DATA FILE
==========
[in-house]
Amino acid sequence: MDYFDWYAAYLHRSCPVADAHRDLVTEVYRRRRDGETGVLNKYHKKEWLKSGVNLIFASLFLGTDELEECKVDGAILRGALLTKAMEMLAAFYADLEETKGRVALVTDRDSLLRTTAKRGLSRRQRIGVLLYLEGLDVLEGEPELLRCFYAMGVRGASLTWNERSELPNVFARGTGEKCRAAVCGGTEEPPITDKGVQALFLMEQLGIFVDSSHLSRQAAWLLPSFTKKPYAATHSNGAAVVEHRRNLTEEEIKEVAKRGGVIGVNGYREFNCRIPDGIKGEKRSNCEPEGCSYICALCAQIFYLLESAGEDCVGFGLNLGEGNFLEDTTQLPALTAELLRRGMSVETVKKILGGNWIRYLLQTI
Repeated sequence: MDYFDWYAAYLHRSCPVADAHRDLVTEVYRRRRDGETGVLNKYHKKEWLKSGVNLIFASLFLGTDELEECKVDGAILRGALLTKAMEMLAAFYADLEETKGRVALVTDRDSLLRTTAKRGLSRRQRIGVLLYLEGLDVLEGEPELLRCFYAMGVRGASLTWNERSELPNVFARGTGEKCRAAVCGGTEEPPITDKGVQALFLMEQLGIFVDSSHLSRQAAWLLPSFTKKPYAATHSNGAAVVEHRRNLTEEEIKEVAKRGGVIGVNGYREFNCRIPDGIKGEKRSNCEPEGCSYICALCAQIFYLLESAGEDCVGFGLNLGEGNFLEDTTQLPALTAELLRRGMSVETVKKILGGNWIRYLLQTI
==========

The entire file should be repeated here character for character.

[in-house]
Amino acid sequence: MDYFDWYAAYLHRSCPVADAHRDLVTEVYRRRRDGETGVLNKYHKKEWLKSGVNLIFASLFLGTDELEECKVDGAILRGALLTKAMEMLAAFYADLEETKGRVALVTDRDSLLRTTAKRGLSRRQRIGVLLYLEGLDVLEGEPELLRCFYAMGVRGASLTWNERSELPNVFARGTGEKCRAAVCGGTEEPPITDKGVQALFLMEQLGIFVDSSHLSRQAAWLLPSFTKKPYAATHSNGAAVVEHRRNLTEEEIKEVAKRGGVIGVNGYREFNCRIPDGIKGEKRSNCEPEGCSYICALCAQIFYLLESAGEDCVGFGLNLGEGNFLEDTTQLPALTAELLRRGMSVETVKKILGGNWIRYLLQTI
Repeated sequence: MDYFDWYAAYLHRSCPVADAHRDLVTEVYRRRRDGETGVLNKYHKKEWLKSGVNLIFASLFLGTDELEECKVDGAILRGALLTKAMEMLAAFYADLEETKGRVALVTDRDSLLRTTAKRGLSRRQRIGVLLYLEGLDVLEGEPELLRCFYAMGVRGASLTWNERSELPNVFARGTGEKCRAAVCGGTEEPPITDKGVQALFLMEQLGIFVDSSHLSRQAAWLLPSFTKKPYAATHSNGAAVVEHRRNLTEEEIKEVAKRGGVIGVNGYREFNCRIPDGIKGEKRSNCEPEGCSYICALCAQIFYLLESAGEDCVGFGLNLGEGNFLEDTTQLPALTAELLRRGMSVETVKKILGGNWIRYLLQTI